Duke K. Bahn, M.D.
Department of Radiology, Crittenton Hospital, Rochester, MI
Editors Note:I feel it is appropriate to state that Dr Bahn is both a colleague and professional associate of mine.
Introducton: Presently there are several treatment options for prostate cancer. When the cancer is confined within the prostate, watchful waiting, androgen ablation therapy, radical prostatectomy and radiation therapy are the common treatments of choice. A controlled freezing process of the prostate called cryosurgery is now being offered as an alternative to these traditional treatments. Cryosurgery has been used for many years in the treatment of skin cancers. This technology is now being utilized in the treatment of cancers of the liver, prostate, pancreas and kidney . Cryosurgery is less invasive than tradition surgery and seems to associated with fewer complications. It can be done as an outpatient procedure, but usually the patients are admitted to the hospital for one night. During the last three years over 500 patients have been treated with cryosurgery at Crittenton Hospital in Rochester, Michigan. The results of this work was presented at an international conference ( The Radiological Society of North America) in Chicago in December 1996.
Results : Patients with prostate cancer were divided into three groups. The first group had cancer confined to the prostate. These patients are usually a candidate for radical surgery. Up to three years follow up after cryosurgery showed 10 % positive biopsy rate (failure) compared to 40 - 50 % positive surgical margin rate (eventual failure) with radical prostatectomy and 35 - 90 % positive biopsy rate after radiation therapy (1,2,3,4,5).
The second group were patients whose cancer had already spread outside of the prostate capsule, but did not have distant metastasis (non-confined, stage C disease ). These patients usually are not recommeded for radical surgery. In general they have had poor out-comes with traditional treatments. In this group, the reported failure rate after cryosurgery was 26 % in this series.
The third group were patients who had
failed radiation therapy prior to having cryosurgery. Our data showed a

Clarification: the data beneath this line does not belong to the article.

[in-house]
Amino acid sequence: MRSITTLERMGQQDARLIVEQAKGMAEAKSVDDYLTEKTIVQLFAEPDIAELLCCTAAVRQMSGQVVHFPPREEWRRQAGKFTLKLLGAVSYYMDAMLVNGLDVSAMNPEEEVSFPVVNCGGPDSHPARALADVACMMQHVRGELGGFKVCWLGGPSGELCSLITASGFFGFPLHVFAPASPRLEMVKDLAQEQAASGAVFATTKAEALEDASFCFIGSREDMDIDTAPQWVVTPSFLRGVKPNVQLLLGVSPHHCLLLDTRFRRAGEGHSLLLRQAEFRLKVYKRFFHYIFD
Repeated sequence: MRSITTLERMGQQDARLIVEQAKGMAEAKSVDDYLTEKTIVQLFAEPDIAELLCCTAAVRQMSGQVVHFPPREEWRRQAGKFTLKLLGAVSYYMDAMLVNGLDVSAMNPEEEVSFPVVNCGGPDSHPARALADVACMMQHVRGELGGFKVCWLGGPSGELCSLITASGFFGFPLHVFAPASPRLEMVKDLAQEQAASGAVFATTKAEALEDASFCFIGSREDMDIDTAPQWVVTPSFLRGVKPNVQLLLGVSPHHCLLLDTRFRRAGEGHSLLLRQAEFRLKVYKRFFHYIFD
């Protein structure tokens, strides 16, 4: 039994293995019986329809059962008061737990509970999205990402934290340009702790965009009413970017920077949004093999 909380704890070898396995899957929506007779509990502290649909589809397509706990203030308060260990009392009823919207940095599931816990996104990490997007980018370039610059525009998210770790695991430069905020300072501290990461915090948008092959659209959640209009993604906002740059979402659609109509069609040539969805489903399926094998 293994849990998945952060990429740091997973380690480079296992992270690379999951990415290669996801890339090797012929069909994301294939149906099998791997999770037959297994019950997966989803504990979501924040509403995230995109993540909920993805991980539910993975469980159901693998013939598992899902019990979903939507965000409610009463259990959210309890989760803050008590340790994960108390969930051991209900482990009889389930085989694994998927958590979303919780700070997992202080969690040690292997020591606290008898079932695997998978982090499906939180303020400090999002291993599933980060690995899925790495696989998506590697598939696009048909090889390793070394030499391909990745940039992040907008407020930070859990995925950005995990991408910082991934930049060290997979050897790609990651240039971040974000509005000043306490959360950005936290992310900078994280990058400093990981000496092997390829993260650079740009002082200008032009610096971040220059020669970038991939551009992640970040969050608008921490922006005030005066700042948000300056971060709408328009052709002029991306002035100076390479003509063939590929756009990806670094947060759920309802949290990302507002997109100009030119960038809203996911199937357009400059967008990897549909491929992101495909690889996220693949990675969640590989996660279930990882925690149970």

25 % failure rate in this category.
|Positive Biopsy||Failure rate|
Out of 279 patients
28 had a Positve biopsy
|All Patients||57/392||14.5 %|
Discussion: Although cryosurgery seems to offer promise in the treatment of prostate cancer it is not without risk. We conducted an outcome study utilizing a survey form which was mailed directly to the patients. These were filled out annonymously. The incontinence rate was reported at 8 % by the cryosurgery patients. This compares to published reports of 30 % and 11 % with radical prostatectomy and radiation therapy respectively. Impotence is a major complication with all forms of treatment for prostate cancer. The cryosurgery patients reported a 85% incidence of impotence. Reported impotence rates after radical prostatectomy and radiation therapy are 89% and 84 % respectively (6,7). Another serious complication after cryosurgery is rectal fistula formation. It was 0.4 % in our series. These complications were seen most frequently in patients who had already been radiated prior to cryosurgery. The complication rate was highest in first 50 patients. This is likely due to the learning curve associated with this complex procedure.
Conclusion: Cryosurgery appears to be more effective than current standard treatment options. The complication rate was also lower in this series. It is also a promising modality in patients who are radiation therapy failures. Long term follow-up is still lacking with this proceedure. Unfortunately, it will take about five to ten year before we know the true efficacy of this treatment. A long term study is now in progress.
1. Zenke et al : J Urol 1994 : 152 : 1850 -7
2. Walsh et al : J Urol 152 : 1831 -6
3. Paulson et al : J Urol 1994 : 152 : 1826 -30
4. Miller et al : Urology April 1993 Vol. 41 No.
5. Badalament et al: Urol Oncol 1996 : 2 : 88-91
6. Fowler et al : Urology Dec. 1993 Vol. 42 No 6
7. Jonler et al : Urology Dec. 1994 Vol. 44 No 6
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